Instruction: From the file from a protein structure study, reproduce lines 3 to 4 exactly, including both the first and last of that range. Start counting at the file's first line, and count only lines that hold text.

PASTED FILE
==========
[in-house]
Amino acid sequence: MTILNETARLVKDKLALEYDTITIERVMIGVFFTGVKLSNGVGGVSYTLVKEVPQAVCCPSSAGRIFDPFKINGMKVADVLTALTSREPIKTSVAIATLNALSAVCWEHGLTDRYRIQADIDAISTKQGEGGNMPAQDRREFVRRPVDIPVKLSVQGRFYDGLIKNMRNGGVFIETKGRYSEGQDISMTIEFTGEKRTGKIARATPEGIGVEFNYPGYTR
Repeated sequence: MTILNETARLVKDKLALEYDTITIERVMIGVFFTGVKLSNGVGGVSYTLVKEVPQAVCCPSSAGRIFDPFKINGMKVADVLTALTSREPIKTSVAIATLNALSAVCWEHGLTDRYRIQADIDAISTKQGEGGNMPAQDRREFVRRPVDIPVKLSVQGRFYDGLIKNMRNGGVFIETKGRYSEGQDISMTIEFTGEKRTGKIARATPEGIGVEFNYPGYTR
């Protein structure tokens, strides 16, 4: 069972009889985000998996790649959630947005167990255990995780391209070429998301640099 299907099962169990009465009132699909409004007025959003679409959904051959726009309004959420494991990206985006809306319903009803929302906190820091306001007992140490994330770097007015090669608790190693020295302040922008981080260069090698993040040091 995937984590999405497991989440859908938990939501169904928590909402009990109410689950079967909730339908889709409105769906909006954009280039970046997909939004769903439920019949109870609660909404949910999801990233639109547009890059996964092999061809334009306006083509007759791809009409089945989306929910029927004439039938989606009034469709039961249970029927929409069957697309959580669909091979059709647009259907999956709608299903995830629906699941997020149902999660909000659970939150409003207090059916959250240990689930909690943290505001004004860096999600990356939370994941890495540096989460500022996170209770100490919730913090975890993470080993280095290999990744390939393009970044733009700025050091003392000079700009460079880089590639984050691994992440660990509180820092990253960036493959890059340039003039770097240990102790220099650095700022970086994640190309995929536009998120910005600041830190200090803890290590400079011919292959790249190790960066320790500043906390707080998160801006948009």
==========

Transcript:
Repeated sequence: MTILNETARLVKDKLALEYDTITIERVMIGVFFTGVKLSNGVGGVSYTLVKEVPQAVCCPSSAGRIFDPFKINGMKVADVLTALTSREPIKTSVAIATLNALSAVCWEHGLTDRYRIQADIDAISTKQGEGGNMPAQDRREFVRRPVDIPVKLSVQGRFYDGLIKNMRNGGVFIETKGRYSEGQDISMTIEFTGEKRTGKIARATPEGIGVEFNYPGYTR
């Protein structure tokens, strides 16, 4: 069972009889985000998996790649959630947005167990255990995780391209070429998301640099 299907099962169990009465009132699909409004007025959003679409959904051959726009309004959420494991990206985006809306319903009803929302906190820091306001007992140490994330770097007015090669608790190693020295302040922008981080260069090698993040040091 995937984590999405497991989440859908938990939501169904928590909402009990109410689950079967909730339908889709409105769906909006954009280039970046997909939004769903439920019949109870609660909404949910999801990233639109547009890059996964092999061809334009306006083509007759791809009409089945989306929910029927004439039938989606009034469709039961249970029927929409069957697309959580669909091979059709647009259907999956709608299903995830629906699941997020149902999660909000659970939150409003207090059916959250240990689930909690943290505001004004860096999600990356939370994941890495540096989460500022996170209770100490919730913090975890993470080993280095290999990744390939393009970044733009700025050091003392000079700009460079880089590639984050691994992440660990509180820092990253960036493959890059340039003039770097240990102790220099650095700022970086994640190309995929536009998120910005600041830190200090803890290590400079011919292959790249190790960066320790500043906390707080998160801006948009």